And now to the part I dread, as I’m not exactly known for writing tasting notes (note the lack of them on Kertelreiter bottles), but in for a penny as they say, and it seems only appropriate to actually tell you a little about some of 1785 Cider’s perries. The ciders can wait for a non-perry month. [For another take on some of 1785’s creations, see Adam’s notes here — Ed]
I’m going to jump straight in with Yellow, as Gelbmöstler is a variety I know well, as I’ve also made single variety perries using it. It’s a lovely pear, quite tannic when unripe, but softening as it turns yellow (hence the name, roughly translating to yellow perry pear). The fruit when ripe has quite spicy notes, in an apfelstrüdel with cinnamon kind of way, and I’m always interested if this comes through in the fruit (it certainly can).
1785 Cider, Yellow 2021 – review
How I served: Hotel-room temperature (21.5°C)
Appearance: I suspect it is normally clear, but a train journey had agitated this pet-nat, so it was lightly hazy on serving. Pale gold with a very active carbonation.
On the nose: Rich and inviting. A hint of mildly spicy peach sorbet, overripe apple and candied peel.
In the mouth: I swear, if I didn’t know better, I’d have thought this was oak-aged. Broad vanilla tones underlie a rounded fruit base, all tinned peaches, candies pineapple, lychee and overripe apple. That makes it sound sugary sweet, but don’t get me wrong, it’s not. Verging on medium, gentle tannins keep it in order, but the finish is long and candy-like, tempered with a bite of green apple peel.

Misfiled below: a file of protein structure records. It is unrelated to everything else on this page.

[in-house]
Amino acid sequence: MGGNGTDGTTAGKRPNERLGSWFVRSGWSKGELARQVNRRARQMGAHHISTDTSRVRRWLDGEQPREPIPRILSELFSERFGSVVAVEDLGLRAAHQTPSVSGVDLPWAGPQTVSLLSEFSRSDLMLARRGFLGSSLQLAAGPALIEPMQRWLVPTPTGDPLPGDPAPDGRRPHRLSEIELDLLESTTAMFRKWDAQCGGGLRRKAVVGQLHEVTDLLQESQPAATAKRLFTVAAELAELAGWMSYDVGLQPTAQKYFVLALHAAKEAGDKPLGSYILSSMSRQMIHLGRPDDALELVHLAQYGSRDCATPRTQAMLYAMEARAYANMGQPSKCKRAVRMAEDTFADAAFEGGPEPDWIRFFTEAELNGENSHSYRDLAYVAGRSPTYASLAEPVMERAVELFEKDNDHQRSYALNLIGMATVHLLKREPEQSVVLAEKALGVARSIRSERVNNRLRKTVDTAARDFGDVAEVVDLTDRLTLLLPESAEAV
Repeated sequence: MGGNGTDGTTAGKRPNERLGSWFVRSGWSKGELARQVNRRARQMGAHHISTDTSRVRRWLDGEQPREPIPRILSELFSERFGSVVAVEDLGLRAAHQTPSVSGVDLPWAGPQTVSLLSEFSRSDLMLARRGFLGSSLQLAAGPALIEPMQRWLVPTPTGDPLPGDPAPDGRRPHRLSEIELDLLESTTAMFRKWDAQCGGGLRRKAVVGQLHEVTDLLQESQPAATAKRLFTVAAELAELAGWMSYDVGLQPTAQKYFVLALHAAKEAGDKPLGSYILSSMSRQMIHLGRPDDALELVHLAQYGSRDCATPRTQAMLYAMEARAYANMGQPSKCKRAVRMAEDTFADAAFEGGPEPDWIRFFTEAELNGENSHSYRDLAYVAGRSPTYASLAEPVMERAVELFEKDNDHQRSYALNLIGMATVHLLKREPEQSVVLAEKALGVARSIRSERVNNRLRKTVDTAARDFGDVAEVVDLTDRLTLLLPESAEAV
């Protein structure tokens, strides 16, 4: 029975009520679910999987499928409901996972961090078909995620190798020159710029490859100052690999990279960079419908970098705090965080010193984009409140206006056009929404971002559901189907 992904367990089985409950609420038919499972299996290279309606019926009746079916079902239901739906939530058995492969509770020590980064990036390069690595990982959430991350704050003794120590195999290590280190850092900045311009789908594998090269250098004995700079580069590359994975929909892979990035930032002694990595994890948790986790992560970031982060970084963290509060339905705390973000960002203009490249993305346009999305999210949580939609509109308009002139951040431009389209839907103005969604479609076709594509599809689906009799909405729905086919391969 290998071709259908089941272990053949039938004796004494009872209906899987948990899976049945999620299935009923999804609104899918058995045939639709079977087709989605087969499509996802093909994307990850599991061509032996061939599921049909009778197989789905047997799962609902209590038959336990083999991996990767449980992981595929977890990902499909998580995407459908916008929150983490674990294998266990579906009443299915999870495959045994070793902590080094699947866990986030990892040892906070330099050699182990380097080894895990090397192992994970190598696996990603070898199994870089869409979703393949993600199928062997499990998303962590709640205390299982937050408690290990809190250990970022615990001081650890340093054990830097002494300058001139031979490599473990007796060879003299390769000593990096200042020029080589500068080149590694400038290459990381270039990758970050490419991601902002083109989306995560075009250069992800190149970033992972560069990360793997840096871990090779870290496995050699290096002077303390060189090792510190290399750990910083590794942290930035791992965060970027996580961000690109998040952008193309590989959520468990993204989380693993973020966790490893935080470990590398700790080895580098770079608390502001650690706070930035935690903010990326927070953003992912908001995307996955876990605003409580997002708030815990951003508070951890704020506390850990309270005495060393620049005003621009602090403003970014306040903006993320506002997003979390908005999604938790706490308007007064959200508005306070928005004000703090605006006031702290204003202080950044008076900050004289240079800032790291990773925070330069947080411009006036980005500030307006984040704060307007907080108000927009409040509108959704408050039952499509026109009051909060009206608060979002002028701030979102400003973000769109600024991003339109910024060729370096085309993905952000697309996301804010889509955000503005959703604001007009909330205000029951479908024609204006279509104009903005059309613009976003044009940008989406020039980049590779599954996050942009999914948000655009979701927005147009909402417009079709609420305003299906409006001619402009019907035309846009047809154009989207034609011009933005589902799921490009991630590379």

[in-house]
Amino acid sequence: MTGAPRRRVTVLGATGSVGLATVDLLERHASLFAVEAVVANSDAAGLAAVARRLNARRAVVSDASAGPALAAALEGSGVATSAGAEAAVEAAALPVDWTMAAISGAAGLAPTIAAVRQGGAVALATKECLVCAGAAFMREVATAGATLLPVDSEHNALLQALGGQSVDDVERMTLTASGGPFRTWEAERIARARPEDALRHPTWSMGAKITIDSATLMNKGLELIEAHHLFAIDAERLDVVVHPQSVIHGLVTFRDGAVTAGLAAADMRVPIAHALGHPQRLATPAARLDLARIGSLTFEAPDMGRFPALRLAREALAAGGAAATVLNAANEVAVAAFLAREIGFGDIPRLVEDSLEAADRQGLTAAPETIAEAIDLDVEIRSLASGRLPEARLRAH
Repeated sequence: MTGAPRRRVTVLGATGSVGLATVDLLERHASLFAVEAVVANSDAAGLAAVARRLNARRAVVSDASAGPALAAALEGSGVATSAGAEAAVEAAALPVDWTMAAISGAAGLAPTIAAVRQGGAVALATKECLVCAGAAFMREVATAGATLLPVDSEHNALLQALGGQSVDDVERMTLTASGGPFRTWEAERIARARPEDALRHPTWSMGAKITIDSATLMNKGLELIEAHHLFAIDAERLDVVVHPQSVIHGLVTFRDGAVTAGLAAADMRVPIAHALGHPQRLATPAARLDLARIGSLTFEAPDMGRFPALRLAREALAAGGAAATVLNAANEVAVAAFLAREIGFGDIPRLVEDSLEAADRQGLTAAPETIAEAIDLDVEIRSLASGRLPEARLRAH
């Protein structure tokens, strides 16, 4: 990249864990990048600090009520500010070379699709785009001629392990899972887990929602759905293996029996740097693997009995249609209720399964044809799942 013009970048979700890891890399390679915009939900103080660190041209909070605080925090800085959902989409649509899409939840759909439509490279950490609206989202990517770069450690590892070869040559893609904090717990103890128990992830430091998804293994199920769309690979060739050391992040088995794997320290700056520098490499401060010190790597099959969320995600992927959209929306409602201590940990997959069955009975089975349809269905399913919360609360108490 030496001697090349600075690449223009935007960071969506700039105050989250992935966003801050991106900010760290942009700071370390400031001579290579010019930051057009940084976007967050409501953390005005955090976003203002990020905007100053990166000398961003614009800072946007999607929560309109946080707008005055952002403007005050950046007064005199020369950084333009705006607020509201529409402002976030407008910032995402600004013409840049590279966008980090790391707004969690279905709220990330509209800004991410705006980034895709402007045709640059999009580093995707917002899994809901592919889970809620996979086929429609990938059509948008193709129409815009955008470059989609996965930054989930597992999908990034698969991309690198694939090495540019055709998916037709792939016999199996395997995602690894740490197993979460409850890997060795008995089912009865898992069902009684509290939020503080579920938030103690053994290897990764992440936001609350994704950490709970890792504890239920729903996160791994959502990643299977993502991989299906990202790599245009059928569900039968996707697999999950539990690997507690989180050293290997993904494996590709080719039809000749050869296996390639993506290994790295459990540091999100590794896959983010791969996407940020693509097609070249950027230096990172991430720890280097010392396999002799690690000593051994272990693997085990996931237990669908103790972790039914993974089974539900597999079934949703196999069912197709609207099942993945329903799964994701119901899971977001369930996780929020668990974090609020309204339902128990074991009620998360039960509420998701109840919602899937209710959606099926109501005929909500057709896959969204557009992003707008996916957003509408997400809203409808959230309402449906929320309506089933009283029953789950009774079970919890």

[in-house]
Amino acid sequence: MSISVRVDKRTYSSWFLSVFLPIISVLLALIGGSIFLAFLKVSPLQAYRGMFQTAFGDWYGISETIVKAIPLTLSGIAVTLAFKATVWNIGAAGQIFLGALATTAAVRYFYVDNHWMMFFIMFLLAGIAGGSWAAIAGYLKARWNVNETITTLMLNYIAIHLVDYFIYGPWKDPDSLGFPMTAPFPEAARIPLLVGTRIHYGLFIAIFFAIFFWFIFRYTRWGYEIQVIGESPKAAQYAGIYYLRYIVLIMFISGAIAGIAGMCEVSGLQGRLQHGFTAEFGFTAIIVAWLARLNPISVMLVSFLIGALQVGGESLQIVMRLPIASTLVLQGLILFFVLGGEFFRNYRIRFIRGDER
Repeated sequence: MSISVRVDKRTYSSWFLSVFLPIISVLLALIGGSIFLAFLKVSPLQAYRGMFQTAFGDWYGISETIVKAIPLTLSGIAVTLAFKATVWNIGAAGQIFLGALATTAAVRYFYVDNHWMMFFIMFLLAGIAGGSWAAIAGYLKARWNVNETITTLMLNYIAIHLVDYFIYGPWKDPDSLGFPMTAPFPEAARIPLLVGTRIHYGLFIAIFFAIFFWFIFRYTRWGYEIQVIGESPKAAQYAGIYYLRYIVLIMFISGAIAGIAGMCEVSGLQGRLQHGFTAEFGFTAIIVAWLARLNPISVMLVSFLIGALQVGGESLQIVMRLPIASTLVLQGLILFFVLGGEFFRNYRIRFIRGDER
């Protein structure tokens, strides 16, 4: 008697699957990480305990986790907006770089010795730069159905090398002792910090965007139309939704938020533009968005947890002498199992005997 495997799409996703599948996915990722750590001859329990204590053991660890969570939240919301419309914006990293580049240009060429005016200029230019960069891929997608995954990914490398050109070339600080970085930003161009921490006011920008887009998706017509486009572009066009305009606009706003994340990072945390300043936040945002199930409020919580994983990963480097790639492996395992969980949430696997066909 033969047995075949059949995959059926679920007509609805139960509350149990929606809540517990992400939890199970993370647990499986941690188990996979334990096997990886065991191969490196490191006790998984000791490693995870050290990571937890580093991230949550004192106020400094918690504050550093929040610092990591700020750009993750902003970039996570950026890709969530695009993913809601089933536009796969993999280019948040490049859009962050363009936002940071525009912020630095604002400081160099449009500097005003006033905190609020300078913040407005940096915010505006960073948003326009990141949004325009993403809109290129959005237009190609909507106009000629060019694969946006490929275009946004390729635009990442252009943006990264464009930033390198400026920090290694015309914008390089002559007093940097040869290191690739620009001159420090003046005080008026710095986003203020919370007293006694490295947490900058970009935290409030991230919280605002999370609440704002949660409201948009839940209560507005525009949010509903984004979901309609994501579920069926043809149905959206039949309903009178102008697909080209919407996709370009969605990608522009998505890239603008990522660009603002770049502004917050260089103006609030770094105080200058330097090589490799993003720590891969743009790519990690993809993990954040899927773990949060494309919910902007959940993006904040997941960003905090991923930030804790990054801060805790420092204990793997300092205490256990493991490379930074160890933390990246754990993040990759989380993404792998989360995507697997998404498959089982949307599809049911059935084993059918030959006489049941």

In a nutshell: A satisfying, if somewhat surprisingly deep perry for such a bright, fresh perry pear. Very nice.
Next is Cobalt Lake, a 50/50 mix of Luxemburger Mostbirne and Pastornbirne. I’m familiar with Luxemburger Mostbirne, which is a real heavy hitter on the tannin side, but I haven’t had the pleasure of trying Pastorenbirne before.
1785 Cider, Cobalt Lake 2020 – review
How I served: 15 minutes out of the fridge
Appearance: Straw-gold, crystal clear.
On the nose: Juicy fruit. Peach, strawberry, all on an almost crème caramel base with a herbal hint.
In the mouth: Smooth with an almost creamy texture thanks to the gentle carbonation. More fruit. Apricot jam and an almost (digestive) biscuity background with a salty touch. A dry, gently grippy finish, like baking soda, with a suggestion of pear drop sweets and a brush of thyme.
In a nutshell: A wonderfully aromatic and flavoursome perry, though the finish is a little unfairly abrupt.
Then onto the Perry Reserve. As a maker, I’m often a bit afraid of putting my perries into oak casks, as to me it just increases the chances of something going awry, and in that regard I’m risk averse. To be honest, it interests me, but I can’t recall having had any barrel-aged perries, though this is a cuveé with 30% non-barrel-aged perry added.